President Yoweri Kaguta Museveni has welcomed Somalia into the East African Community, describing the move as a boost to the efforts of the regional bloc to ensure the prosperity and strategic security of its people.
Speaking as a witness at the signing ceremony of the treaty of accession by the Federal Republic of Somalia at State House Entebbe, H.E. Museveni re-echoed the logic behind East African integration saying strategic security is top on the agenda.
“How can we be secure from what’s happening in the world? Can Uganda alone be secure in the world? Even if Uganda becomes a developed country, can it really be secure against countries like America and China? Suppose China decides to become an imperialist power. They’re developing now, and they don’t have a lot of resources inside China. Suppose they’re saying, We are too many here; some of us should go to Africa; how can we defend ourselves?” H.E Museveni noted.
Accession is the act whereby a state accepts the offer or the opportunity to become a party to a treaty already negotiated and signed by other states.
The ceremony was attended by H.E. Hassan Sheikh Mohamud, President of the Federal Republic of Somalia, and H.E. Gen. Salva Kiir Mayardit, President of the Republic of South Sudan, who is also Chair of the EAC Summit of Heads of State.
Somalia was last month admitted to the East African Community, making it the eighth member of the bloc. The country’s admission into the community was approved by the region’s leaders during the 23rd ordinary summit of the heads of state held on November 24, 2023, in Arusha, Tanzania.
President Museveni further revealed that since 1968, Somalia has wanted to be part of the East African Community through its Prime Minister, Mohamed Haji Ibrahim Egal. Still, the process hit a deadlock due to the instabilities in the region at that time.
“In 1968, they had a very clever Prime Minister called Mohamed Egal who came to Arusha, and he wanted to join the East African community, but here we still had the problem of Idi Amin, which we later solved, and that’s how we were able to be part of the solution. I welcome you to Uganda, your home, and I congratulate Somalia,” Gen. Museveni said, adding that Somalia has since been part of the community, describing its accession as a baptism ceremony.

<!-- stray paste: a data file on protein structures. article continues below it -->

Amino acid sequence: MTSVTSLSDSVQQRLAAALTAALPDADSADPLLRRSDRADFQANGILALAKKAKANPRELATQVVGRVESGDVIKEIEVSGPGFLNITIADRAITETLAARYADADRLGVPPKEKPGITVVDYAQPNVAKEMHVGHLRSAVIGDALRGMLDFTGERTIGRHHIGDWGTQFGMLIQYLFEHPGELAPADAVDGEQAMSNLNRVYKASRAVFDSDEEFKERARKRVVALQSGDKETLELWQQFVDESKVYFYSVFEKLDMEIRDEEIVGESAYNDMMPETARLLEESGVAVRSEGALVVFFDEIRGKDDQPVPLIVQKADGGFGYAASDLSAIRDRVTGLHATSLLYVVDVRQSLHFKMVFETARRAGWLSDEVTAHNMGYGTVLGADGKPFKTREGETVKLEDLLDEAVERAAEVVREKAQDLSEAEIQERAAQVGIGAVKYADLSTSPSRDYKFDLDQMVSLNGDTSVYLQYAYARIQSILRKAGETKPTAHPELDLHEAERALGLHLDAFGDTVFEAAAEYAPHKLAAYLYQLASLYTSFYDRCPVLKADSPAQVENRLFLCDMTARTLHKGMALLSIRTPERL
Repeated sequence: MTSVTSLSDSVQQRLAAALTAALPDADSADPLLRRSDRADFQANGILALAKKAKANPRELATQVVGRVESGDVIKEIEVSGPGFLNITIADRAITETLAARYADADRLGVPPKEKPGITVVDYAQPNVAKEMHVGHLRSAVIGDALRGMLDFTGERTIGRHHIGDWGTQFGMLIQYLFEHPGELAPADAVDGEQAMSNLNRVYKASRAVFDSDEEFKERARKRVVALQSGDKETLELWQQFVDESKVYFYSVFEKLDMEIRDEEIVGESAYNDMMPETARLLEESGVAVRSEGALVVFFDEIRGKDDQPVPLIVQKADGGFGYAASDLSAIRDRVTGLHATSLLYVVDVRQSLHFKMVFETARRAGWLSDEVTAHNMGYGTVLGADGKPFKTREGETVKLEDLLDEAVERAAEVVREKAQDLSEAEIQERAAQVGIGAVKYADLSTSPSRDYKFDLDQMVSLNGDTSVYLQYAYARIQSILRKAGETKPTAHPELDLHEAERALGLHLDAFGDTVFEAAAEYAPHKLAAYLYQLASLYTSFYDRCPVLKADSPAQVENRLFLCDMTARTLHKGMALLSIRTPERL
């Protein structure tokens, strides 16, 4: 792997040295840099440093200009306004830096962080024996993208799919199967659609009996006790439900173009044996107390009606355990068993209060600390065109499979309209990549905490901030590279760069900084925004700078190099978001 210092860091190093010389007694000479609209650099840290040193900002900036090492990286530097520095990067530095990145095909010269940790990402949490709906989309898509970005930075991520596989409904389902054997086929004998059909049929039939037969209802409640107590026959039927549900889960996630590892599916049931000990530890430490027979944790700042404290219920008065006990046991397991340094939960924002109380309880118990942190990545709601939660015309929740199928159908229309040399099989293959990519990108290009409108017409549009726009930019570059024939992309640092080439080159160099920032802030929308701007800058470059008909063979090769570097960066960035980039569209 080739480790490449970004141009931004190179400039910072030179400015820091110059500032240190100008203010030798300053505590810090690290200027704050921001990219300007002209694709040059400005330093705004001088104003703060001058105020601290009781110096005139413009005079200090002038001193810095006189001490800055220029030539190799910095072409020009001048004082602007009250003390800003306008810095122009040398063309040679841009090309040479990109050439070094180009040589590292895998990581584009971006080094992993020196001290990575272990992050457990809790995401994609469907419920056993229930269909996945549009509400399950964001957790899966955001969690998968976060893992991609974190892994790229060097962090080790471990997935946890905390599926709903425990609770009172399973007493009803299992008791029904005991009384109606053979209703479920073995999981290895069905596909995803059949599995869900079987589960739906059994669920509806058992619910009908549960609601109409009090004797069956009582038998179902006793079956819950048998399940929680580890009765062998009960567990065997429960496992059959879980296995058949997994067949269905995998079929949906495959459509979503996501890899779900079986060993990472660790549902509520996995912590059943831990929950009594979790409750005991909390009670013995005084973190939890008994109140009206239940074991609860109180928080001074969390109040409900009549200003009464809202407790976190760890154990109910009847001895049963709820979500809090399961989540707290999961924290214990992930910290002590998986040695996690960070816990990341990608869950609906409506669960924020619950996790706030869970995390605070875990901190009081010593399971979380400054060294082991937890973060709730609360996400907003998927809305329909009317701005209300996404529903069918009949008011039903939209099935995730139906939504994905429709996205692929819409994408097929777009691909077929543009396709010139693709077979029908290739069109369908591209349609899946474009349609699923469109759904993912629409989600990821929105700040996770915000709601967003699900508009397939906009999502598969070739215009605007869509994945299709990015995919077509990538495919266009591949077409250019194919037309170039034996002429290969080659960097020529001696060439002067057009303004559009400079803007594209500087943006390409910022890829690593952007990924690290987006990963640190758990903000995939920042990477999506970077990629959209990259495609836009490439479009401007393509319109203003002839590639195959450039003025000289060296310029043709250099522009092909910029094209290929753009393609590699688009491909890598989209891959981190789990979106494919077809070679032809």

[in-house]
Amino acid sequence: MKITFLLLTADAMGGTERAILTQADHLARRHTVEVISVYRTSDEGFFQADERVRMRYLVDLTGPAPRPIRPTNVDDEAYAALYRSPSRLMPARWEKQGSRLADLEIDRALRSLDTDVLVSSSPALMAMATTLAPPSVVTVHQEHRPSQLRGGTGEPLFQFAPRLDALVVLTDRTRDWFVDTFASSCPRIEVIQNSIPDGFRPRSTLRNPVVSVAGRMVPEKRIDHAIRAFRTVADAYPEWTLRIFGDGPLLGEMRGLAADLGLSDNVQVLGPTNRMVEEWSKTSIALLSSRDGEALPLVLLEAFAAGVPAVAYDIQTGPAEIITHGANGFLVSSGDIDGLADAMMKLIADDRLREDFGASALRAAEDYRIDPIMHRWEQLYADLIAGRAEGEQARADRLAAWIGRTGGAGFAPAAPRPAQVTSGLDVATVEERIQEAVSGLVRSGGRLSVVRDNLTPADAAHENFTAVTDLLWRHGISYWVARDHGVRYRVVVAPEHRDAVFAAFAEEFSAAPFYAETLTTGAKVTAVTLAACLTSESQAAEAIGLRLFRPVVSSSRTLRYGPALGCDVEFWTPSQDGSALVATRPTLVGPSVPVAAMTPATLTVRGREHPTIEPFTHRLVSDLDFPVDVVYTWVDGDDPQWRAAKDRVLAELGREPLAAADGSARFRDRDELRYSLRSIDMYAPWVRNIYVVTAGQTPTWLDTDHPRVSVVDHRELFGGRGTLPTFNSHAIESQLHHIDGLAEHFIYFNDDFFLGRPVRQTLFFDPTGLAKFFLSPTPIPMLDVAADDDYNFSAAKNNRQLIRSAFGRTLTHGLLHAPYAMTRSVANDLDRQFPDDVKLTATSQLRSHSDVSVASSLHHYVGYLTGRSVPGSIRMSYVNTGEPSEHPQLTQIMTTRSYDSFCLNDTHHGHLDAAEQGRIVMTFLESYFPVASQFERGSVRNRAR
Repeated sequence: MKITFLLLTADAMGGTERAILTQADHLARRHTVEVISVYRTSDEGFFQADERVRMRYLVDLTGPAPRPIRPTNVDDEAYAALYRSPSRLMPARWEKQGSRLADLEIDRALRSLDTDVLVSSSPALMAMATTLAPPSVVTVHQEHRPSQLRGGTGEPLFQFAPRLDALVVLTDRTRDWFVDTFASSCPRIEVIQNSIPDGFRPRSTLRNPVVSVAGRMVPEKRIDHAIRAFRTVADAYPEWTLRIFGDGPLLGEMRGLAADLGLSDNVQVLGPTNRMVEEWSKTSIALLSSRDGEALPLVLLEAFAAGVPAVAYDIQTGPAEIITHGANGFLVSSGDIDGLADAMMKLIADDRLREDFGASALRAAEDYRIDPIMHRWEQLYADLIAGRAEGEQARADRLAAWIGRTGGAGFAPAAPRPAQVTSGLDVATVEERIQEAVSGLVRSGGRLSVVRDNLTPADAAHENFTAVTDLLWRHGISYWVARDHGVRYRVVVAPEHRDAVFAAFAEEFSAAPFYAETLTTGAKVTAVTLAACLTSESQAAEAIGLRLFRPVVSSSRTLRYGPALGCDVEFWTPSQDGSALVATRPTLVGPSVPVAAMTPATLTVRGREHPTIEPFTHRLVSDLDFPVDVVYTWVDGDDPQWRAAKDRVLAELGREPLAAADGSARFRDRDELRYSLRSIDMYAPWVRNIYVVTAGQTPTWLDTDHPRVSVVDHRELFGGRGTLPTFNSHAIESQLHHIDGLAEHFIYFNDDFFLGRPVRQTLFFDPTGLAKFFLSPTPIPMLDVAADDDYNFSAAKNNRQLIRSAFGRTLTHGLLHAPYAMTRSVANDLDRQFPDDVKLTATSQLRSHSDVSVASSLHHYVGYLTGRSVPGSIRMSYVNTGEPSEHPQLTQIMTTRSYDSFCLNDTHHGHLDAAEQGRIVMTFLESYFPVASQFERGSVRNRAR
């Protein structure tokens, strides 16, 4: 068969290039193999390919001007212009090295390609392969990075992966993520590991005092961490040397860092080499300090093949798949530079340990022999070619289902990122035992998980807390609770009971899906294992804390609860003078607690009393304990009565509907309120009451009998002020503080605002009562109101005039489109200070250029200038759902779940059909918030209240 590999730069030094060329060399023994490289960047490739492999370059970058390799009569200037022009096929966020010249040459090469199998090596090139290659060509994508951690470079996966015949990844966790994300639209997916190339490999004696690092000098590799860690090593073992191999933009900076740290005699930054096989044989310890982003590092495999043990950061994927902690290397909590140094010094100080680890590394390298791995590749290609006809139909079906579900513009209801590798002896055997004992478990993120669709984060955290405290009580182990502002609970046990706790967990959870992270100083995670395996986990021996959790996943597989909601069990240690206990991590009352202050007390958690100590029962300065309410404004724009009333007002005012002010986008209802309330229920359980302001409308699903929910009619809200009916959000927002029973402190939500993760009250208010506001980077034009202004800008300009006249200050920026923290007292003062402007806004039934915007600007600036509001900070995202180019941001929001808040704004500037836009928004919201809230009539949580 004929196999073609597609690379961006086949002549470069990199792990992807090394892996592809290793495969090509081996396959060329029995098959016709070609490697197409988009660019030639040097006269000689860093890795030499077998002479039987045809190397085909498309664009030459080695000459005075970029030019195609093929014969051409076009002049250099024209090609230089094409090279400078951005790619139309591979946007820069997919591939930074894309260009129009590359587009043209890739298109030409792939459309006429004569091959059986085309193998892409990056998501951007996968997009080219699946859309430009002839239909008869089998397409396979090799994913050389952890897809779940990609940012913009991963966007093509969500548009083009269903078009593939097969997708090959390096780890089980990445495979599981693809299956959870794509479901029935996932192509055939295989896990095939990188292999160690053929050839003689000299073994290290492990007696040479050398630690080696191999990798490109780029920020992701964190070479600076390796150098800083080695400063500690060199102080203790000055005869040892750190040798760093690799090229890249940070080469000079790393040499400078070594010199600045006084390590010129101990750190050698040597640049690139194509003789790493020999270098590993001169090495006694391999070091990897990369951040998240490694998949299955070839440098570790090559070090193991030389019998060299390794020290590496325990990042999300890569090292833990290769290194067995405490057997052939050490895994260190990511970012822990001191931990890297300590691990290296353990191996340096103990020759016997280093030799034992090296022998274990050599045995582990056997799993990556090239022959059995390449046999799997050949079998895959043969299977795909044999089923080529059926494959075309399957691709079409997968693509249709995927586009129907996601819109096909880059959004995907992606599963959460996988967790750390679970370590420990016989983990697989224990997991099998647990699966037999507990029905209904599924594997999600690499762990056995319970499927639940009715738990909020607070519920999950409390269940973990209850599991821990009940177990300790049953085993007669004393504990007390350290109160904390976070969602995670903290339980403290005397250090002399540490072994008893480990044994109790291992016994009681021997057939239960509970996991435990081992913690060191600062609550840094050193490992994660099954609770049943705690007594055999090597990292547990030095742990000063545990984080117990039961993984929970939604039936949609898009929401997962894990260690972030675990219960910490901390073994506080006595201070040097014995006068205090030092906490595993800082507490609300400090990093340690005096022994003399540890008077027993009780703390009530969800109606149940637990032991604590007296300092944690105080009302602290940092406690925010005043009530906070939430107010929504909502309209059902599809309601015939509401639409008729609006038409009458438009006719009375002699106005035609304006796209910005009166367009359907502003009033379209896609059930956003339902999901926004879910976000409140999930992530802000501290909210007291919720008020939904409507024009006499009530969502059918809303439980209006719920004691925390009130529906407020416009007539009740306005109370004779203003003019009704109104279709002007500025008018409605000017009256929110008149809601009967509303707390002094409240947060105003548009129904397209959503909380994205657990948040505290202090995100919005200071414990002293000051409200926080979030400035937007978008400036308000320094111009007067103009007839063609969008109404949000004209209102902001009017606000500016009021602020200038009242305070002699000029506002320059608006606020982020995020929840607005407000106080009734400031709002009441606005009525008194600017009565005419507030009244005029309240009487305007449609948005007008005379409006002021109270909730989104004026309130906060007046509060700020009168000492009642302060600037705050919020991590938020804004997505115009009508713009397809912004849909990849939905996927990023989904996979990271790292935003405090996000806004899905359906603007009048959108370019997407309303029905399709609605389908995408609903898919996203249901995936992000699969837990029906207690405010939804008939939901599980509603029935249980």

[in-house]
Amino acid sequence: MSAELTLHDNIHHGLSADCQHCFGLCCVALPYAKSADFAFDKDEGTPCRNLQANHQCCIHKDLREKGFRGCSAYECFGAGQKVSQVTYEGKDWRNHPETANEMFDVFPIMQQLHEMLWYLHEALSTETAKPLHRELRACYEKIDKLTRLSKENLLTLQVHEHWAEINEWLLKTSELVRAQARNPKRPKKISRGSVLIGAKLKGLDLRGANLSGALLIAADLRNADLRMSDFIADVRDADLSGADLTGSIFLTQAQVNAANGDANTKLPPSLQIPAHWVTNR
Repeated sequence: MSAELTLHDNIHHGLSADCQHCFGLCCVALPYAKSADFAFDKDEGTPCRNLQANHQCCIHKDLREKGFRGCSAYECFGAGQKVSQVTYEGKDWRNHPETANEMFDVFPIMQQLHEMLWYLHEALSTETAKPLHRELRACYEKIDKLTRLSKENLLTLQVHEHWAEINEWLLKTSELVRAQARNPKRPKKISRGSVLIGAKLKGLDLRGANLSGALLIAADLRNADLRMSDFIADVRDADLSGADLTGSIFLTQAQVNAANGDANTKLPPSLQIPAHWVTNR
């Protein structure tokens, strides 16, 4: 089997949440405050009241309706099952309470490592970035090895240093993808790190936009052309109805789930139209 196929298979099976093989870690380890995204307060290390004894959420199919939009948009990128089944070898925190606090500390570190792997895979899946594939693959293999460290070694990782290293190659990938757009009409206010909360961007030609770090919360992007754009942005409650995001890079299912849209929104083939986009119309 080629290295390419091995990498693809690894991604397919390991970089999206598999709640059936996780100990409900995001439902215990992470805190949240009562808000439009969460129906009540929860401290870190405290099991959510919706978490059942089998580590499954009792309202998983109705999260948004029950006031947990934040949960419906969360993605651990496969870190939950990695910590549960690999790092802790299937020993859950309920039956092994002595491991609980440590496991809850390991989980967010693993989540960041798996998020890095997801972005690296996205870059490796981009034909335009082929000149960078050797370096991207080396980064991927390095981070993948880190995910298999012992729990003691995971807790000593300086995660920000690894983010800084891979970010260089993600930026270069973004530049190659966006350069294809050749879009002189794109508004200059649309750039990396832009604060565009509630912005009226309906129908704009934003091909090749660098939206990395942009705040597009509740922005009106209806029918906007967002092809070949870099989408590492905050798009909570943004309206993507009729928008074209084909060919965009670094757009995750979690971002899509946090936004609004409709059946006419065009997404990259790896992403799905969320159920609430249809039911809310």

“Somalia is already part of the community. I’m sure if you go to Mogadishu now, you will find goods in the shops from Kenya and even from Uganda. So, what is happening now is just a baptism of what has already happened on the ground,” H.E. Museveni added.
According to President Museveni, through integration, the people of East Africa will be able to have sustainable prosperity that comes from producing and selling a good or a service.
“If you say you want prosperity for your people, then the question is: how will you achieve it? Will you achieve it by getting aid from Europe or what? The answer is no; the only way that you can achieve sustainable prosperity is when you produce a good or a service and sell it. You sell it today and tomorrow so that you build up the prosperity of the home, the company, and the country. But then, if you say prosperity comes from selling goods and services, who buys? That now leads you to the next question: the more buyers that you have, the better. This is the logic of prosperity,” H.E. Museveni said.